This article is a throwback to a piece authored on September 12th, 2012 by Bayo Oluwasanmi. The original piece can be found here.
In the face of unrivaled excesses and brutalities of deranged military dictators and civilian oppressors, Gani remained constant, consistent, and courageous in his criticisms of a ruling class run amok. With all righteousness and religiosity, he fought the creators of wicked schemes to total surrender. Gani was a potent combination of character and strategy.
Knowing the fragility and brevity of life, Gani worked round the clock believing in Jackie Robinson’s philosophy that “a life is not important except in the impact it has on others.” Gani made an impact on us the way atomic bomb does: He imploded before he exploded! Gani used the law as a natural weapon of mass defense (WMD) to right wrongs, to bring immediate joy and relief to the aggrieved, to rekindle stale dreams of the hopeless and the voiceless, and most importantly; as messages of good cheer to all oppressed peoples in the world.
His mind was never at rest, and his pen is connected to his mind by the best conductive narrative magnet I’ve ever seen. Gani seemed to be saying “some men see things as they are and ask “why?” but he “dreams things that never were and ask “why not?” With his persistent unyielding prosecutorial skill, our fledging democracy has been made stronger and stringent.
Gani’s wildness and subtlety of thinking and the intensity of his interest in others and his sympathy for the dilemma of the oppressed make him public defender extraordinary. He was both a practitioner and defender of the law. He practiced law the way a surgeon operates: because it is a livelihood, because he has a great urge to do it, because many interesting challenges are set up, and because he believes it may do some good.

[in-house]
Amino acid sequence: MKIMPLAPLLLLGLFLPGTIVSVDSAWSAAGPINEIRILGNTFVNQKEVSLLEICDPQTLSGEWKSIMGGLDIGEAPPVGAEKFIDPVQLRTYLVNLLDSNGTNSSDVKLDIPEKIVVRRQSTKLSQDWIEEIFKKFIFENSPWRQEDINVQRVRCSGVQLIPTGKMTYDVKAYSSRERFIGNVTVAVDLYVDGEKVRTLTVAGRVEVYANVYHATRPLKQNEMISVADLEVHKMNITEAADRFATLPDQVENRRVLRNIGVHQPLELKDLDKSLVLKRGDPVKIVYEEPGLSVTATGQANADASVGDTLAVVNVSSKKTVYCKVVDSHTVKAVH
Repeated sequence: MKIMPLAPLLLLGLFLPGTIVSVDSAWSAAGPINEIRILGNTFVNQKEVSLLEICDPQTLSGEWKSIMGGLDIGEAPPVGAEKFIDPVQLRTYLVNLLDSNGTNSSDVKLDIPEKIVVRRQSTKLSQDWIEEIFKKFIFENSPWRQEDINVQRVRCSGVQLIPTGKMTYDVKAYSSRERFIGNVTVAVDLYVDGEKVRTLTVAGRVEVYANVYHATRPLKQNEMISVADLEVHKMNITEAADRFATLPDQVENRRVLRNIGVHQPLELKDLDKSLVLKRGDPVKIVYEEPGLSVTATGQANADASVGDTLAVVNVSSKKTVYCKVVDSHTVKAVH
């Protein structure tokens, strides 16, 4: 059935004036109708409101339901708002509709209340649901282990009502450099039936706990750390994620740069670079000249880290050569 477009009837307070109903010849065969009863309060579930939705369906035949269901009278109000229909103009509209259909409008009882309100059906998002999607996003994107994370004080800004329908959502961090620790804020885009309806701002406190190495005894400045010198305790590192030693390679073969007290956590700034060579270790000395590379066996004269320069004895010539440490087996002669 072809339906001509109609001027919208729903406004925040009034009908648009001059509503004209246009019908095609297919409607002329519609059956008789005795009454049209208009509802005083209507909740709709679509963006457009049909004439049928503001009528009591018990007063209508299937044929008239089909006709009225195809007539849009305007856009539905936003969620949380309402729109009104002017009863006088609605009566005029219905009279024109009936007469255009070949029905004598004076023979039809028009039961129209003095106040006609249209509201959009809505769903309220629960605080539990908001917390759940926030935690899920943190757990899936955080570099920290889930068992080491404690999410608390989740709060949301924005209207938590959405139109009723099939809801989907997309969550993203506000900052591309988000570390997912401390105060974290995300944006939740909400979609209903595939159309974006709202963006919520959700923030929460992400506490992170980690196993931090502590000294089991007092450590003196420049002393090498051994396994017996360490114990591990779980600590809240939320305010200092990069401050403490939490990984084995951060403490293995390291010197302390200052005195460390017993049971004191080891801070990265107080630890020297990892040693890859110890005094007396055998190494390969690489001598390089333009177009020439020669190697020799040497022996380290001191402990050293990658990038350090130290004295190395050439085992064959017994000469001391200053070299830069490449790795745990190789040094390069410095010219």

As a gutsy fighter, Gani believed and appropriately I might add, that the law is a shield as well as a sword. He developed a reputation for ruthlessness with enemies of the poor and fierce defense of both constitutional rights and civil liberties. Thoughtful and tough, passionate and strategic, outgoing and introspective, Gani was always worried and troubled about the defenseless, the forgotten, the unemployed, the downtrodden, the excluded, and the marginalized. He was always willing to wade in where and whenever justice is on trial.
If Gani erred, he did so on the side of generosity. He was a giver, not a taker. He served others to help them grow and thrive. He solved problems that could prevent others from reaching their potential. He saved causes that benefit mankind.
Gani’s incredible capacity for generosity, kindness, and philanthropy is rooted in the indelible words of John Wesley: “Do all the good you can, by all means you can, in all the ways you can, in all the places you can, at all times you can, to all the people you can, as long as you ever can.”
Confident, bold, and undeterred, Gani’s verbal wit and prosecutorial assault anointed him the progressive of the progressives. Fighting injustice, inequality, oppression, and discrimination; Gani’s signature is all over the place. In all the battles, Gani’s operative premise is solidly rested on Oliver Goldsmith’s words that “you can preach better sermon with your life than with your lips.”
Gani, to paraphrase the Middle Eastern saying, when you were born you cried, we rejoiced. You lived your life in way that when you left us we cried, and you rejoiced.